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Chemical Compound Identification of Two Varieties Cat of Whiskers (Orthosiphon aristatus Blume Miq) from In Vitro Culture

SJA_37_4_1355-1363

Research Article

Chemical Compound Identification of Two Varieties Cat of Whiskers (Orthosiphon aristatus Blume Miq) from In Vitro Culture

Fahrauk Faramayuda1,2*, Totik Sri Mariani3, Elfahmi1,4 and Sukrasno1

1School of Pharmacy, Institut Teknologi Bandung (ITB), Bandung, West Java, 40132, Indonesia; 2Faculty of Pharmacy Universitas Jenderal Achmad Yani (UNJANI), Cimahi, West Java, 40532, Indonesia; 3School of Life Sciences and Technology, Institut Teknologi Bandung (ITB), Bandung, West Java, 40132, Indonesia; 4Biosceinces and Biotechnology Research Center, Institut Teknologi Bandung (ITB), Bandung, West Java, 40132, Indonesia.

Abstract | The cat’s whiskers plant (Orthosiphon aristatus Blume Miq) is empirically used in Indonesia, Malaysia, Australia, and Southern Asia as an antibacterial, antidiabetic, antihypertensive anti-inflammatory. The country of Indonesia has three varieties of O. aristatus, namely purple, white-purple and white. The purple and white-purple population has started to decline. Efforts are needed to maintain the two varieties’ population, one of which is plant tissue culture. It is hoped that in vitro cultured plants contain the same secondary metabolites as the wild type. This study aims to identify the chemical content of two varieties of O. aristatus resulting from in vitro culture. The five-month-old variety of O. aristatus purple and white purple and wild type was extracted using two solvents with different polarity levels, namely ethanol and ethyl acetate. The concentrated extract was identified for its chemical content using gradient system HPLC 0.1% formic acid: acetonitrile. The qualitative analysis results showed that the two extracts of O. aristatus resulted from in vitro culture containing rosmarinic acid and sinensetin. When compared to the wild type, the chromatogram had a larger area than the wild type. This study provides new information regarding the secondary metabolite content of two O. aristatus from in vitro culture.


Received | February 27, 2021; Accepted | June 03, 2021; Published | September 18, 2021

*Correspondence | Fahrauk Faramayuda, School of Pharmacy, Institut Teknologi Bandung (ITB), Bandung, West Java, Indonesia; Email: ramayuda.f@gmail.com

Citation | Faramayuda, F., T.S. Mariani, Elfahmi and Sukrasno. 2021. Chemical compound identification of two varieties cat whiskers (Orthosiphon aristatus Blume Miq) from in vitro culture. Sarhad Journal of Agriculture, 37(4): 1355-1363.

DOI | https://dx.doi.org/10.17582/journal.sja/2021/37.4.1355.1363

Keywords | O. aristatus, In-vitro culture, Wild type, Secondary metabolite, Qualitative analysis



Introduction

Since 2019, there was a pandemic due to COVID -19, the search for sources or medicinal plants that can act as antiviral and immunomodulators. One of the plants that have the potential for this activity is O. aristatus. Several studies have reported the potential of the extract and some chemical properties of the O. aristatus plant as an antiviral (Faramayuda et al., 2021b). Water extract of leaves, flowers, and all the plants in addition to the root of the O. aristatus (0.39 mg/ mL) had high antiviral activity observed after normal cells (Vero cells) were inoculated with herpes simplex virus type 1 (HSV- 1) (post-treatment) with a 100% reduction in HSV-1 plaque. In the pre-treatment test, leaf water extract, flowers, and all parts of plants other than roots showed HSV-1 plaque reduction activity was 79%, 84%, and 97% using the same concentration (Ripim et al., 2018). The chemical content in O. aristatus that has the potential to be antiherpetic is caffeic acid, eugenol, N-transferulolyl tyramine, limonene, β-caryophyllene, beta-pinene, p-cymene (Ikeda et al., 2011; Bourne et al., 1999; Benencia and Courreges, 2000; Medini et al., 2016; Astani and Schnitzler, 2014; Astani et al., 2011; Sharifi-Rad et al., 2018). Rosmarinic acid compound, the main ingredient of O. aristatus based on in-silico studies, can inhibit COVID-19 (Sarkar and Das, 2020; Wondmkun and Mohammed, 2020; Sampangi-crowdedah et al., 2019). The potential of other compounds in O. aristatus as an inhibitor of COVID-19 is sinensetin, cirsimaritin, 1,8-cineole, sagerinic acid, caffeic acid derivatives, and β-caryophyllene (Rowaiye et al., 2020; Sekiou et al., 2020; Sharma and Kaur, 2020; Dahab et al., 2020; Adem et al., 2020; Narkhede et al., 2020). Other studies have reported the effects of sinensetin, caffeic acid, limonene, 1,8-cineol, eugenol, and aurantiamide compounds as anti-influenza viruses (Shin et al., 2012; Li et al., 2020; Utsunomiya et al., 2014; Nagy et al., 2018; Li et al., 2016; Choi, 2018; Dai et al., 2013; Zhou et al., 2017). Research conducted by Harun et al. (2015) explains that the methanol extract of O. aristatus has the potential as an immunomodulator. The compound content in O. aristatus with the potential as an immunomodulator is rosmarinic acid (Harun et al., 2015).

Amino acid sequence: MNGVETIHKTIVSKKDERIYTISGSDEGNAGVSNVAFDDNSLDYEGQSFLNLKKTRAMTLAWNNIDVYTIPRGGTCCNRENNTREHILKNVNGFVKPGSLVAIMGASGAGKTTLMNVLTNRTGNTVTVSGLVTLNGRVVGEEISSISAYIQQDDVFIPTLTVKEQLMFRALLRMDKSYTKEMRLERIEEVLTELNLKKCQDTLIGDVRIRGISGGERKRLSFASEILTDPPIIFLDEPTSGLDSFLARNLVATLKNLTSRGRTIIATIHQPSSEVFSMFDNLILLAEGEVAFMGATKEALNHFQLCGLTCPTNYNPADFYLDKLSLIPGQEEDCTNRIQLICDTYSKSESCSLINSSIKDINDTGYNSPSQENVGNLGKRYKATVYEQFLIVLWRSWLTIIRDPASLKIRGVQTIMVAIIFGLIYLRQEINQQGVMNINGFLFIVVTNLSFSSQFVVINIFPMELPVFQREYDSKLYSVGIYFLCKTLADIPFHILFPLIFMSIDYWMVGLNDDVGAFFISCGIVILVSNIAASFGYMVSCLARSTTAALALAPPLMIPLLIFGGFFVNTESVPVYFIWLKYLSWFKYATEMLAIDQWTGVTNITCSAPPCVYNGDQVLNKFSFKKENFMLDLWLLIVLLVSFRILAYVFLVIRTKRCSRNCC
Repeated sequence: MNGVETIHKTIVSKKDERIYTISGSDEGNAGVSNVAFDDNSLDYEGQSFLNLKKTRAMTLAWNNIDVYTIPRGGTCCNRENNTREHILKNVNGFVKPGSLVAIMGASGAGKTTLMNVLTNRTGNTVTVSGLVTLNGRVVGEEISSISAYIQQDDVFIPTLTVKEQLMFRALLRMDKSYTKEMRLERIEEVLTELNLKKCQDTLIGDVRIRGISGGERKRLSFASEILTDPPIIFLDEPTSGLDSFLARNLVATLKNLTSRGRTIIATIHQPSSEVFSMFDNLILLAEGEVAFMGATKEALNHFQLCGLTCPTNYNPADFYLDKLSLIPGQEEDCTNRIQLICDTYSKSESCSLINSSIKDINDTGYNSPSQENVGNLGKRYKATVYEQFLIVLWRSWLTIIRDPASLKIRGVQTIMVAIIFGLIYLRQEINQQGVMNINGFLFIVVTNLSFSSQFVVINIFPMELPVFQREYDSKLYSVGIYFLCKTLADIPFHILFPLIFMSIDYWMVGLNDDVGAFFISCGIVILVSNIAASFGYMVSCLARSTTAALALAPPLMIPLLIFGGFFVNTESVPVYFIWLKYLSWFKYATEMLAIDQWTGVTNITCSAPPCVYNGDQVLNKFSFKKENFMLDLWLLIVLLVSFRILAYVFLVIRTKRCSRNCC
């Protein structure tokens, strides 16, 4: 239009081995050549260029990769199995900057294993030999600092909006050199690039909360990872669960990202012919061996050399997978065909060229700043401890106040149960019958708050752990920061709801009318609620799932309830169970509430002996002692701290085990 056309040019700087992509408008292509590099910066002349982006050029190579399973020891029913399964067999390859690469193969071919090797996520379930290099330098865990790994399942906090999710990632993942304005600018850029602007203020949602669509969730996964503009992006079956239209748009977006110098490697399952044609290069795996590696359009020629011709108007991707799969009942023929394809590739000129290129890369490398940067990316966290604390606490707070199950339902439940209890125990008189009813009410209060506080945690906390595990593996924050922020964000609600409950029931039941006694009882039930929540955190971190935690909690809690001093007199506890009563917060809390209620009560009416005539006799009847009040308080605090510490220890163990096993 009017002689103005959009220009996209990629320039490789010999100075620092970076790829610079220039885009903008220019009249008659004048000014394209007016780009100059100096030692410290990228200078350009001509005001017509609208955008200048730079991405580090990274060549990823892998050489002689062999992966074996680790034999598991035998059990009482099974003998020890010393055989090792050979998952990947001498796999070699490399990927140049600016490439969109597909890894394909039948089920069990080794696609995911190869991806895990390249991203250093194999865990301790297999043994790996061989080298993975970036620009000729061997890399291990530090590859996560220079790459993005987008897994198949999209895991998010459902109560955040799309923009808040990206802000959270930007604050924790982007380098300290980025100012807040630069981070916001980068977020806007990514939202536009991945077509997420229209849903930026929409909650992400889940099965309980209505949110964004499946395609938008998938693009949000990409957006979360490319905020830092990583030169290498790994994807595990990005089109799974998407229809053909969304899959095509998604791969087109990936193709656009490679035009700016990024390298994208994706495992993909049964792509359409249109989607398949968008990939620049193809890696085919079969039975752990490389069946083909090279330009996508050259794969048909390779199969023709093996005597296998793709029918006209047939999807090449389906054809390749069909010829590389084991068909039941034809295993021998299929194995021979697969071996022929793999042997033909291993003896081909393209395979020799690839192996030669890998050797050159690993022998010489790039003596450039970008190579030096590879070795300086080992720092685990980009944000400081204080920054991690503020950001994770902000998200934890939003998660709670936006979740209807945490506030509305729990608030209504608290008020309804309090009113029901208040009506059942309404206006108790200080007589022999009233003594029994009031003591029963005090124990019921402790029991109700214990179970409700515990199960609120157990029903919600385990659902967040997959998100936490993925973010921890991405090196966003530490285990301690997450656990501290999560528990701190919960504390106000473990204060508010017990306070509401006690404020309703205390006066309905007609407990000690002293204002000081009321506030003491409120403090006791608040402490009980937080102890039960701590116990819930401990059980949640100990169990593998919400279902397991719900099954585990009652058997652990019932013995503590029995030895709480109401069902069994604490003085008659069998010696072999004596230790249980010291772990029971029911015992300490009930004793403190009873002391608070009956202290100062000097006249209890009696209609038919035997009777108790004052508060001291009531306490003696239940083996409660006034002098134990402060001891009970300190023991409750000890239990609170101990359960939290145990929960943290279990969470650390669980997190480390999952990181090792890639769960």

Based on the leaf morphology and flower color of the O. aristatus, it is divided into three varieties, namely purple, white, white-purple (Faramayuda et al., 2020, 2021a). The research report by Febjislami (2019) explains that the O. aristatus widely grown in Indonesia are white varieties, while white-purple varieties, mostly purple, have a small distribution. Sinensetin levels in purple varieties are more significant than other varieties (Febjislami et al., 2017). To maintain the population of white-purple and purple varieties of O. aristatus and their potential as antiviral and immunomodulatory herbal agents, necessary to make propagation efforts in the two varieties. One of the strategies is in vitro culture modification based on plant tissue culture. Several research reports on micropropagation efforts from O. aristatus have been carried out, including nodal explants derived from MS medium added with the growth regulator BAP 6.7 μM were able to grow shoots of one variety of O. aristatus (Lee and Chan, 2004). Another report states that the shoots of one variety of O. aristatus were successfully formed within in vitro modification of the culture, where the explants came from petiole and axillary buds (Zainuddin and Kamil, 2019). The chemical content profile of two varieties of O. aristatus modified by in vitro culture has never been carried out, so this study is expected to provide new information. Then it can be developed into the production stage of O. aristatus with better quality than the wild type.